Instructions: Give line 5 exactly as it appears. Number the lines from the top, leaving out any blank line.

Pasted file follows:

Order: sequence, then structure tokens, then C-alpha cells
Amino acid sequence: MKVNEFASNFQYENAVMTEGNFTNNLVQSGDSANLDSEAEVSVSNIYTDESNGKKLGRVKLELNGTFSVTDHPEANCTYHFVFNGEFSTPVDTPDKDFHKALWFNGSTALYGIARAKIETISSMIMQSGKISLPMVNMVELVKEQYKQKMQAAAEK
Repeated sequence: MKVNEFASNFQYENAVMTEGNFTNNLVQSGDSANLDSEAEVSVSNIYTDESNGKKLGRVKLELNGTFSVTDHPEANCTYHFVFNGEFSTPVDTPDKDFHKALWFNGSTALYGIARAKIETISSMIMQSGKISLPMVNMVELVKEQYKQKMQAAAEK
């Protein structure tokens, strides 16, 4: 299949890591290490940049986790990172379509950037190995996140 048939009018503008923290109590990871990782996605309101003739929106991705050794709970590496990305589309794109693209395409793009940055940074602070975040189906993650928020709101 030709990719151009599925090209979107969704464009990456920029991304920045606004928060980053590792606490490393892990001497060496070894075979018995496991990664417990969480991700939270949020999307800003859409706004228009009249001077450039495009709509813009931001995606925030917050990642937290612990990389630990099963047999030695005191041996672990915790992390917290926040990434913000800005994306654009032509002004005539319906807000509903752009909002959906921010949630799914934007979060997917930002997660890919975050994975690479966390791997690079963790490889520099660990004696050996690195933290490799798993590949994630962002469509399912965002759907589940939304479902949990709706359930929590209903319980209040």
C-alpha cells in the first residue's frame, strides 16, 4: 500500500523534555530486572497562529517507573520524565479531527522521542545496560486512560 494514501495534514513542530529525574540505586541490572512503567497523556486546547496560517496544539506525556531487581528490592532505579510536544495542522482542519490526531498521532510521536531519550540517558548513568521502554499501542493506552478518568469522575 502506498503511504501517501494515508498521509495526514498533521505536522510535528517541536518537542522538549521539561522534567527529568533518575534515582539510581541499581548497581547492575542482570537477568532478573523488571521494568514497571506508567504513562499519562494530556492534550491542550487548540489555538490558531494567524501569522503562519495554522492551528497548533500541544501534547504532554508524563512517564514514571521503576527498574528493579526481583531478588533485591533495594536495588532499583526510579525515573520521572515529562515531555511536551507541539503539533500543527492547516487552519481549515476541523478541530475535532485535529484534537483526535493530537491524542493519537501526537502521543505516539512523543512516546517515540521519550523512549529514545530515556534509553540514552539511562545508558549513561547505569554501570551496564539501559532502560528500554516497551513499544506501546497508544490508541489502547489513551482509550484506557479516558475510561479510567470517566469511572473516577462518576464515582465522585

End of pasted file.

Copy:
C-alpha cells in the first residue's frame, strides 16, 4: 500500500523534555530486572497562529517507573520524565479531527522521542545496560486512560 494514501495534514513542530529525574540505586541490572512503567497523556486546547496560517496544539506525556531487581528490592532505579510536544495542522482542519490526531498521532510521536531519550540517558548513568521502554499501542493506552478518568469522575 502506498503511504501517501494515508498521509495526514498533521505536522510535528517541536518537542522538549521539561522534567527529568533518575534515582539510581541499581548497581547492575542482570537477568532478573523488571521494568514497571506508567504513562499519562494530556492534550491542550487548540489555538490558531494567524501569522503562519495554522492551528497548533500541544501534547504532554508524563512517564514514571521503576527498574528493579526481583531478588533485591533495594536495588532499583526510579525515573520521572515529562515531555511536551507541539503539533500543527492547516487552519481549515476541523478541530475535532485535529484534537483526535493530537491524542493519537501526537502521543505516539512523543512516546517515540521519550523512549529514545530515556534509553540514552539511562545508558549513561547505569554501570551496564539501559532502560528500554516497551513499544506501546497508544490508541489502547489513551482509550484506557479516558475510561479510567470517566469511572473516577462518576464515582465522585